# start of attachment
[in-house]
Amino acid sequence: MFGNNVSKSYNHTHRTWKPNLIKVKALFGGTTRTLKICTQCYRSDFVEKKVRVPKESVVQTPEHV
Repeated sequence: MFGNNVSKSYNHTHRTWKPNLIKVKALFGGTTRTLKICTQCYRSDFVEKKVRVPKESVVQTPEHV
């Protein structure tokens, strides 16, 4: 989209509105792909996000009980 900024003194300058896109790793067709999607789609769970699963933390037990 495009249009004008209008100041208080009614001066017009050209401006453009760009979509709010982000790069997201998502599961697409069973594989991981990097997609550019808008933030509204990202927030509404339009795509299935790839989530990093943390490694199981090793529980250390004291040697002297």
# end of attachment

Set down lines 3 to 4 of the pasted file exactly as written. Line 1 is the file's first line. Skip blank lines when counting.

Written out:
Repeated sequence: MFGNNVSKSYNHTHRTWKPNLIKVKALFGGTTRTLKICTQCYRSDFVEKKVRVPKESVVQTPEHV
């Protein structure tokens, strides 16, 4: 989209509105792909996000009980 900024003194300058896109790793067709999607789609769970699963933390037990 495009249009004008209008100041208080009614001066017009050209401006453009760009979509709010982000790069997201998502599961697409069973594989991981990097997609550019808008933030509204990202927030509404339009795509299935790839989530990093943390490694199981090793529980250390004291040697002297």